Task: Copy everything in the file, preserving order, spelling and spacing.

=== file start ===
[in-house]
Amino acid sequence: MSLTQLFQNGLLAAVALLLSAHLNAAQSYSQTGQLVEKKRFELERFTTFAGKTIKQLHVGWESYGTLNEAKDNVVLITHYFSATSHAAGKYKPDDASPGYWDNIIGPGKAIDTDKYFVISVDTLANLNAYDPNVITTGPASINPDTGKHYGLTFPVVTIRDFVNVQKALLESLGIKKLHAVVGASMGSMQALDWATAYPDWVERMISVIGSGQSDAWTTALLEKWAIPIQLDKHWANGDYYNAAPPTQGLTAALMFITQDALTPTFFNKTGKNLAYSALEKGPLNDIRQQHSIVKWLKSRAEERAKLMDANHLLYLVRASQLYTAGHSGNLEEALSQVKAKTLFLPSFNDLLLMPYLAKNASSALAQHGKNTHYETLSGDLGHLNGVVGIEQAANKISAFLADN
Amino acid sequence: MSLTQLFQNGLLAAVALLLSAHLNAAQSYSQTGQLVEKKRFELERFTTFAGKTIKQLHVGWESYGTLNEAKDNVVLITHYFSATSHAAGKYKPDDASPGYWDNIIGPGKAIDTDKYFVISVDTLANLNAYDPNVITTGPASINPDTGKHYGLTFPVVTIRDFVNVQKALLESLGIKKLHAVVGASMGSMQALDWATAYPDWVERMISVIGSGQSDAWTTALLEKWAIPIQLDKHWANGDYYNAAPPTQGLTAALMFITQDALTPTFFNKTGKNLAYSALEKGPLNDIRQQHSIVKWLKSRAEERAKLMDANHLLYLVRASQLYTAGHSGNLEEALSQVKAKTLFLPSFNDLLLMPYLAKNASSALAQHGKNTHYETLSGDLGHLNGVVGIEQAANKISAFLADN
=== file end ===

[in-house]
Amino acid sequence: MSLTQLFQNGLLAAVALLLSAHLNAAQSYSQTGQLVEKKRFELERFTTFAGKTIKQLHVGWESYGTLNEAKDNVVLITHYFSATSHAAGKYKPDDASPGYWDNIIGPGKAIDTDKYFVISVDTLANLNAYDPNVITTGPASINPDTGKHYGLTFPVVTIRDFVNVQKALLESLGIKKLHAVVGASMGSMQALDWATAYPDWVERMISVIGSGQSDAWTTALLEKWAIPIQLDKHWANGDYYNAAPPTQGLTAALMFITQDALTPTFFNKTGKNLAYSALEKGPLNDIRQQHSIVKWLKSRAEERAKLMDANHLLYLVRASQLYTAGHSGNLEEALSQVKAKTLFLPSFNDLLLMPYLAKNASSALAQHGKNTHYETLSGDLGHLNGVVGIEQAANKISAFLADN
Amino acid sequence: MSLTQLFQNGLLAAVALLLSAHLNAAQSYSQTGQLVEKKRFELERFTTFAGKTIKQLHVGWESYGTLNEAKDNVVLITHYFSATSHAAGKYKPDDASPGYWDNIIGPGKAIDTDKYFVISVDTLANLNAYDPNVITTGPASINPDTGKHYGLTFPVVTIRDFVNVQKALLESLGIKKLHAVVGASMGSMQALDWATAYPDWVERMISVIGSGQSDAWTTALLEKWAIPIQLDKHWANGDYYNAAPPTQGLTAALMFITQDALTPTFFNKTGKNLAYSALEKGPLNDIRQQHSIVKWLKSRAEERAKLMDANHLLYLVRASQLYTAGHSGNLEEALSQVKAKTLFLPSFNDLLLMPYLAKNASSALAQHGKNTHYETLSGDLGHLNGVVGIEQAANKISAFLADN